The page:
“We’re already doing far more tests than South Korea”
That’s what the man leading the UK government’s coronavirus testing programme, Professor John Newton, told the BBC this week.
The east Asian nation has been lauded for its impressive record with “test, track and trace” – a policy many credit as one of the reasons it’s been able to “flatten the curve” of coronavirus infections. Meanwhile the UK government has faced criticism for not ramping up testing fast enough here.
Against this backdrop, it seems the government is keen to make the comparison. Earlier this week, Matt Hancock told reporters: “It’s important to note that we’ve already gone past the number of tests per day, for instance, that they carry out in South Korea.”
And on 18 April, the health secretary tweeted: “We’re working round the clock with ambitious goals for #coronavirus testing. Today we’ve hit a record number of tests carried out: 21,389 – exceeding any daily total in South Korea – a great step towards targets”.
But we think these claims need more context.
Is it about population?
It’s true that we are currently performing more tests per day in the UK than in South Korea. But as Dr Mike Skinner, a reader in virology at Imperial College tells FactCheck: “comparisons between countries are difficult”.
He says “as starting point, they need to be related to population size as well as the current case load”.
Paul Hunter, who is professor of medicine at the University of East Anglia, agrees that population is important – and points out that the UK’s population is about 30 per cent larger than South Korea’s.
So on that basis alone, it might not be so surprising to find the UK performing more tests.
Nevertheless, Dr Skinner says that even when we account for this difference in population, we are still testing “a little more per million than South Korea”.
But there’s a catch.
Professor Babak Javid, who is principal investigator at the Tsinghua University School of Medicine in Beijing, and a consultant in infectious diseases at Cambridge University Hospitals, told FactCheck: “the epidemic is largely under control in South Korea, so their need for testing is dramatically lower than ours”.
New daily cases in the country are in the single digits – compared to thousands each day in the UK, he says.
Professor Javid explains that one way to tell if we are getting enough tests to meet our national needs is by looking at the number of tests per confirmed case of coronavirus.
“If the number is low, it suggests that the number of cases being diagnosed is limited by testing capacity, whereas if the number is high, it suggests that testing capacity is not the major issue”, he says.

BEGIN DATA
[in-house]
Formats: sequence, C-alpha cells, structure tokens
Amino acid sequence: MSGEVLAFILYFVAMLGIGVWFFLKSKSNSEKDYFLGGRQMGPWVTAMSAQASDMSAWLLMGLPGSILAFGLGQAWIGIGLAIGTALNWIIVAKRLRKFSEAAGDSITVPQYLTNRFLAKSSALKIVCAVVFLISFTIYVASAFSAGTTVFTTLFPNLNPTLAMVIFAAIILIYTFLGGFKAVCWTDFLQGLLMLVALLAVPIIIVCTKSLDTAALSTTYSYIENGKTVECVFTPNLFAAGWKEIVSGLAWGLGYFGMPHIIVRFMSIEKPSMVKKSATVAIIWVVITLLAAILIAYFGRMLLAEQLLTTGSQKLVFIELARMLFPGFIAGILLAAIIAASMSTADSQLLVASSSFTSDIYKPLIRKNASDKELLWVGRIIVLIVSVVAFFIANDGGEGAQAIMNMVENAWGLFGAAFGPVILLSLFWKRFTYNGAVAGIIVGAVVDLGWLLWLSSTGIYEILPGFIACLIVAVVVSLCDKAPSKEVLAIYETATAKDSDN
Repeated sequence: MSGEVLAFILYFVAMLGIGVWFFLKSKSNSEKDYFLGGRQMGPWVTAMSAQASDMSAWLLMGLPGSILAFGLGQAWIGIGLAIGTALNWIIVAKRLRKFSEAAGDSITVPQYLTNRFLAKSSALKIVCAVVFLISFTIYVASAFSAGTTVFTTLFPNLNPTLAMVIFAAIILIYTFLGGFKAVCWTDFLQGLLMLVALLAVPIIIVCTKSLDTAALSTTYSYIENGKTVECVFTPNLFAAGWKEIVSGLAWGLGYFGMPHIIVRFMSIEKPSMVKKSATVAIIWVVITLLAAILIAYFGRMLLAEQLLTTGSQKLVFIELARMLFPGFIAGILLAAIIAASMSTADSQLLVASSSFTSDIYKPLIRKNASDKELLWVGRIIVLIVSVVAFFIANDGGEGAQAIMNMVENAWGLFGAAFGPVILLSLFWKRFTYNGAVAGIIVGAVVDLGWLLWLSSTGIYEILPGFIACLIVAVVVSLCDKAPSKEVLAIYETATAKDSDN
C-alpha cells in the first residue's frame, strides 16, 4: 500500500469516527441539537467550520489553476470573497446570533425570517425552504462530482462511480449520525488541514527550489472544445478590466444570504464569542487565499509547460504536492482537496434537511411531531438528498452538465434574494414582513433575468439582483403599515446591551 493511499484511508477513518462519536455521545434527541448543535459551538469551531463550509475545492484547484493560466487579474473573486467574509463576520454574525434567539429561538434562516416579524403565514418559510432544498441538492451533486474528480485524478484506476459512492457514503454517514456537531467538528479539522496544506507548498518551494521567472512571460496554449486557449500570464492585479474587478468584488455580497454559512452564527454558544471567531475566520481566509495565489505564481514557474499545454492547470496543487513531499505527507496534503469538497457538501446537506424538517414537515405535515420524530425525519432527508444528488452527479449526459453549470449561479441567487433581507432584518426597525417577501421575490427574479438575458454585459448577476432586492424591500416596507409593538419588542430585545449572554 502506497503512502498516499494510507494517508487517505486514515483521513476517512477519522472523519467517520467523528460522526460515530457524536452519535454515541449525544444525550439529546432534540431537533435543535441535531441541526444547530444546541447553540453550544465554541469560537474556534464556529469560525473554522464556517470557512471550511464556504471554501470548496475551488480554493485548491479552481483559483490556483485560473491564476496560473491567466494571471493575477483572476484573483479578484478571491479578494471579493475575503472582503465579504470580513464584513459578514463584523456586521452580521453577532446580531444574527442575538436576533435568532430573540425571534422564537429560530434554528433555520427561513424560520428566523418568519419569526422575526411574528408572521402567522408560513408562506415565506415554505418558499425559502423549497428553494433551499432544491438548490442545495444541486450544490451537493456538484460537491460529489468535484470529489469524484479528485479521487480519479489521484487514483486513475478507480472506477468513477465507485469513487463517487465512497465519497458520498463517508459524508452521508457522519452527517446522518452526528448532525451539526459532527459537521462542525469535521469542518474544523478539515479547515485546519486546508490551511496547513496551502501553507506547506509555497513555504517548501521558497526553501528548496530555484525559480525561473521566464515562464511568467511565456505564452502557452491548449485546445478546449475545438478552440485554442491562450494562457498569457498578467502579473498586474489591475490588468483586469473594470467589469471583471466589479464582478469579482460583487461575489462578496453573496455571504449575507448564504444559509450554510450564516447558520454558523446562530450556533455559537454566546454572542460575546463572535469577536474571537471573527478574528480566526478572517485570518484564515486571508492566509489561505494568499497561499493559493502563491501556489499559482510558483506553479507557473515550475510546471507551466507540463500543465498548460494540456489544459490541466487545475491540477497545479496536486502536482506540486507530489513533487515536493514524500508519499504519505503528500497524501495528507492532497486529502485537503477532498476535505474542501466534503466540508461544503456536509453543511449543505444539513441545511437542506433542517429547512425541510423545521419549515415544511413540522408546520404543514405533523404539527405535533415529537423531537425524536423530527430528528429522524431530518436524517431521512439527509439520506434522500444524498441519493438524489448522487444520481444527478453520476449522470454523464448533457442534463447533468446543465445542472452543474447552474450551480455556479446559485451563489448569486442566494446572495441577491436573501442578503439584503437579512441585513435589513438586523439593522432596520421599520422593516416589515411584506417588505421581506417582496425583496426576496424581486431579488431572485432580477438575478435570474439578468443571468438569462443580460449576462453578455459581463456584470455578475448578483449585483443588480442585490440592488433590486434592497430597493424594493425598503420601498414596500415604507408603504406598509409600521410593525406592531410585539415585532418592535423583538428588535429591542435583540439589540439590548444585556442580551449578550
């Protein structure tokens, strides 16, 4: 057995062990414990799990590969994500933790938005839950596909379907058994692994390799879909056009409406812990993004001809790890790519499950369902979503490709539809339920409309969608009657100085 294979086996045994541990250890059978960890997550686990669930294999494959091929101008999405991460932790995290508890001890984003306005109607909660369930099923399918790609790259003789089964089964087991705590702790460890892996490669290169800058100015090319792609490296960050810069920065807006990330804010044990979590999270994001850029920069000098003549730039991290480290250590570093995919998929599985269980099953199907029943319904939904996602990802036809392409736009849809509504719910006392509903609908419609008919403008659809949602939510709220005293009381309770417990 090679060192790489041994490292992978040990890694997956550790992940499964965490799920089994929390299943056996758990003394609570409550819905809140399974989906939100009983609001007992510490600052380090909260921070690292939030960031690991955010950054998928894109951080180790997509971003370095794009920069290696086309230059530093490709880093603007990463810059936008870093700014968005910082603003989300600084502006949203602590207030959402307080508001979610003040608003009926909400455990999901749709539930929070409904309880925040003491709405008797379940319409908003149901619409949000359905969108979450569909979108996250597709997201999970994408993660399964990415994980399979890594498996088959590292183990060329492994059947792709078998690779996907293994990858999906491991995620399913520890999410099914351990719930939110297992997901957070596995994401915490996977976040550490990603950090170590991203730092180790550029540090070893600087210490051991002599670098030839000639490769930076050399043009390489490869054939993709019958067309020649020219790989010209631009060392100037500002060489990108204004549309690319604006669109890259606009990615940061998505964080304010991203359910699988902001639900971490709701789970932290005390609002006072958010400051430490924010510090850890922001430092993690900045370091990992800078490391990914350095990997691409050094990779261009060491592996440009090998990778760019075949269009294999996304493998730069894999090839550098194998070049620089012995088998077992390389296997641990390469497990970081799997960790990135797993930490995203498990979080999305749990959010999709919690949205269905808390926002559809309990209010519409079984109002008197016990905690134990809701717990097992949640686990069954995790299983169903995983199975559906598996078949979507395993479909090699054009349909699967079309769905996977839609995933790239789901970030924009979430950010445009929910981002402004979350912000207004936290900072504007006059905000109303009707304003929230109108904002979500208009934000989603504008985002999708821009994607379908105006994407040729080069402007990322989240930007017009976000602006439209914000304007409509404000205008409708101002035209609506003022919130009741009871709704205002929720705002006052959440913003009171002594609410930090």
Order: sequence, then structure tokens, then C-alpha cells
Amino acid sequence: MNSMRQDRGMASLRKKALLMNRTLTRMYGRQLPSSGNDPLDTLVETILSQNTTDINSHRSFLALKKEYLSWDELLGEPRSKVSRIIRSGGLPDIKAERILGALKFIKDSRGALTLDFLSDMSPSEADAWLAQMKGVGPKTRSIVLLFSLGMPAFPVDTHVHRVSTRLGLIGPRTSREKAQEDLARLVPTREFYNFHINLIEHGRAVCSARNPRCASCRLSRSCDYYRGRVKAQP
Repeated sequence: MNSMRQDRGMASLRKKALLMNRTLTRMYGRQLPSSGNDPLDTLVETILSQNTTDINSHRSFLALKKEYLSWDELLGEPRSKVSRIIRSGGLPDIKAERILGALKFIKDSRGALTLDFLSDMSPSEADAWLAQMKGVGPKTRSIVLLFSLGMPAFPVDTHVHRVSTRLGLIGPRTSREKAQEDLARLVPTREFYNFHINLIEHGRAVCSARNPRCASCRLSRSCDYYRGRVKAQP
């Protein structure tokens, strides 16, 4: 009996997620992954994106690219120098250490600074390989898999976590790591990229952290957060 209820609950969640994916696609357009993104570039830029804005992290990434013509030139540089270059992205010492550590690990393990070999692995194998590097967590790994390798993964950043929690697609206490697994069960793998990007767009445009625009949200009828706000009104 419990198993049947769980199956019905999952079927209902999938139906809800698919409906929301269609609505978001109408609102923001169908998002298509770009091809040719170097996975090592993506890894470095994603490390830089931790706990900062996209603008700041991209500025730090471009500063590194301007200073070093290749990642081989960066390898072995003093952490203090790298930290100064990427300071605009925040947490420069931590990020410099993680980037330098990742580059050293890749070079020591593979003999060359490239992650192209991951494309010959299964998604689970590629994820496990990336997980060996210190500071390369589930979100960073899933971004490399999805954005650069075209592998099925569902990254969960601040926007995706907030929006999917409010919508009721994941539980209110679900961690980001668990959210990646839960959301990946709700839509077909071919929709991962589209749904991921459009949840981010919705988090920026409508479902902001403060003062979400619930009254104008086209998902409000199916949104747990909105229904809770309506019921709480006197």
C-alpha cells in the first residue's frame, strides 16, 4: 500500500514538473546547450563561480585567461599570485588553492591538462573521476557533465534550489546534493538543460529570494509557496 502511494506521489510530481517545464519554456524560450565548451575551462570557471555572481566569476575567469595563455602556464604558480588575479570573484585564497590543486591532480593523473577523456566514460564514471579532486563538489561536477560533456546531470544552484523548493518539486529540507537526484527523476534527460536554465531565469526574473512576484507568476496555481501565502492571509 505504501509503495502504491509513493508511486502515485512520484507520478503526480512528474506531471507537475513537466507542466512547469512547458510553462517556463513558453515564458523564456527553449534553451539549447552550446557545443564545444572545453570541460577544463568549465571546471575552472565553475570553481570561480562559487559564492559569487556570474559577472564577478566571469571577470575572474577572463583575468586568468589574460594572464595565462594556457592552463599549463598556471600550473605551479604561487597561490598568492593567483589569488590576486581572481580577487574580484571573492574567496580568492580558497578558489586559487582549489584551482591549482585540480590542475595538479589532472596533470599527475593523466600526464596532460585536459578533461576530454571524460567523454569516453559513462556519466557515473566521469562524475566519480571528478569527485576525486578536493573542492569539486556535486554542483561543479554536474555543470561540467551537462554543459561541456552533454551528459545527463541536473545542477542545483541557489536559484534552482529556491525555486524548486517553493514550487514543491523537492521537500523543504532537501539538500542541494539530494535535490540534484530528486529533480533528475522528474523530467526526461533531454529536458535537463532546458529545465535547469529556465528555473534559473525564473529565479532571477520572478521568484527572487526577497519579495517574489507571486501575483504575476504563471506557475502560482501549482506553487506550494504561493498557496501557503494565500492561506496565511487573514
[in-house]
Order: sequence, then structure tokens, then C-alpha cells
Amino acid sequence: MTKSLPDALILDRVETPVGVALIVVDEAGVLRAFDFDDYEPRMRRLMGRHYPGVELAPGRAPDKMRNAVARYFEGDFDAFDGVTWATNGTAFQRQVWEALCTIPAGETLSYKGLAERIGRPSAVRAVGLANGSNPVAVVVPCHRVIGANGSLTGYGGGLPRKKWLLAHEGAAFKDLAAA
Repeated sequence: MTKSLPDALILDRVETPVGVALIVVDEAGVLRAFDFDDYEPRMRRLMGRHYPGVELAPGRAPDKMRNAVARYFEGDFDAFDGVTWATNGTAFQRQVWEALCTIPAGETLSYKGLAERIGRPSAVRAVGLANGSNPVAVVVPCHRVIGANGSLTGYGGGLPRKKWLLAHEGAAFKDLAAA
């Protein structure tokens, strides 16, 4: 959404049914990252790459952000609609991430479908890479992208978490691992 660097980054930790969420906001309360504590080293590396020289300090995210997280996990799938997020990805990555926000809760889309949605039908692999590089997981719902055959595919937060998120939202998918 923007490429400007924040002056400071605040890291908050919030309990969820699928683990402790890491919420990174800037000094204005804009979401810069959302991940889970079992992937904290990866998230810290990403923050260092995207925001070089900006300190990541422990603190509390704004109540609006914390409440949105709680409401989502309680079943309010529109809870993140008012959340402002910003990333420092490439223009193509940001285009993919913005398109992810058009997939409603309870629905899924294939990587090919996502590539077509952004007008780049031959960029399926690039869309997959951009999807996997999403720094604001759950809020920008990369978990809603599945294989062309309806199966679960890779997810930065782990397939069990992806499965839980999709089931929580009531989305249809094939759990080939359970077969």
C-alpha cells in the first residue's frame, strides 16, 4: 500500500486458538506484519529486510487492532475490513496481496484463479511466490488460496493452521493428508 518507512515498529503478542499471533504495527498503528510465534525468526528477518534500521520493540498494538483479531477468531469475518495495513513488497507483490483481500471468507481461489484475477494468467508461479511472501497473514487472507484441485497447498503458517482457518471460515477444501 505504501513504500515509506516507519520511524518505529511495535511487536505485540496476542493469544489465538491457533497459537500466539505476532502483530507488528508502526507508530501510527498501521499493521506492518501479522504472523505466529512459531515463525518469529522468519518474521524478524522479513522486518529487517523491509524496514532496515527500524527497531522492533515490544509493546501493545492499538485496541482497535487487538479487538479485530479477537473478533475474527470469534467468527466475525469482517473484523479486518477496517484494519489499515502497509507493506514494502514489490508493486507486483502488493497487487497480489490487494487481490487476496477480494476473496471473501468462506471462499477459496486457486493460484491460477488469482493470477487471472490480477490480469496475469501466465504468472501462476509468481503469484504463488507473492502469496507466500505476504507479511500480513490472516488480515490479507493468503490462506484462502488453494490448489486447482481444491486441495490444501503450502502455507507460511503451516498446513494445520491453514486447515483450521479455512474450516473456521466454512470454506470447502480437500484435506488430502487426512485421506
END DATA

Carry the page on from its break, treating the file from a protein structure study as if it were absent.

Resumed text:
Professor Javid points out that the latest figure for the UK is much lower than South Korea’s (4.7 compared to 57.1, according to Oxford University’s Our World In Data project).
This suggests the UK has a much higher unmet demand for testing than South Korea.
As Professor Hunter says: “The question should be whether we are doing enough tests to meet public health needs or not. South Korea does seem to be able to do as many as it needs so why would it do more?”
Performance over the whole crisis
Dr Jeremy Rossman, an honorary senior lecturer in virology at the University of Kent, told FactCheck that it was “not a fair comparison” between the UK and South Korea.
Among other differences, he notes that “in South Korea, testing was widely used very early on and used in combination with a robust contact tracing program. With a strong tracing programme, and an outbreak that is well controlled (only four cases per day), there is not a need for large scale testing of the population.”
Matt Hancock and the senior official in charge of the UK’s testing programme have both pointed out that the UK is now performing more coronavirus tests per day than South Korea – a country that has been hailed for its effective “test, track and trace” regime.
But the comparison is misleading without further context. Most importantly, South Korea has a much lower need for testing at this point in its outbreak. For example, for every 57 tests conducted in South Korea, just one turns out to be positive, compared to about 5 tests carried out for every positive in the UK. This suggests there is a higher unmet demand for coronavirus testing in the UK than there is in South Korea right now.
We should also remember that the two countries performed differently over the course of the outbreak. In South Korea, testing was used widely and early – which means the need for tests now is very different to the UK’s.
Experts say we should focus on meeting our public health needs rather than making comparisons with other countries in this way.